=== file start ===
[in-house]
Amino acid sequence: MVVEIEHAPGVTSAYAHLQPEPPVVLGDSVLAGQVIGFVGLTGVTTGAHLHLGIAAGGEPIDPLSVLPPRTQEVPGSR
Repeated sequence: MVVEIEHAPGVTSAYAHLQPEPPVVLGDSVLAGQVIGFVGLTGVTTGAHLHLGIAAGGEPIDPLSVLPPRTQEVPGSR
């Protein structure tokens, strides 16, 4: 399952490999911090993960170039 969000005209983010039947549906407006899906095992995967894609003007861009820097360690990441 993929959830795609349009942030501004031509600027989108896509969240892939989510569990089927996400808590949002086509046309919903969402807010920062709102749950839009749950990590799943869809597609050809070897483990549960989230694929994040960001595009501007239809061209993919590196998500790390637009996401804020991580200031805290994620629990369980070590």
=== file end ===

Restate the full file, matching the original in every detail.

[in-house]
Amino acid sequence: MVVEIEHAPGVTSAYAHLQPEPPVVLGDSVLAGQVIGFVGLTGVTTGAHLHLGIAAGGEPIDPLSVLPPRTQEVPGSR
Repeated sequence: MVVEIEHAPGVTSAYAHLQPEPPVVLGDSVLAGQVIGFVGLTGVTTGAHLHLGIAAGGEPIDPLSVLPPRTQEVPGSR
């Protein structure tokens, strides 16, 4: 399952490999911090993960170039 969000005209983010039947549906407006899906095992995967894609003007861009820097360690990441 993929959830795609349009942030501004031509600027989108896509969240892939989510569990089927996400808590949002086509046309919903969402807010920062709102749950839009749950990590799943869809597609050809070897483990549960989230694929994040960001595009501007239809061209993919590196998500790390637009996401804020991580200031805290994620629990369980070590």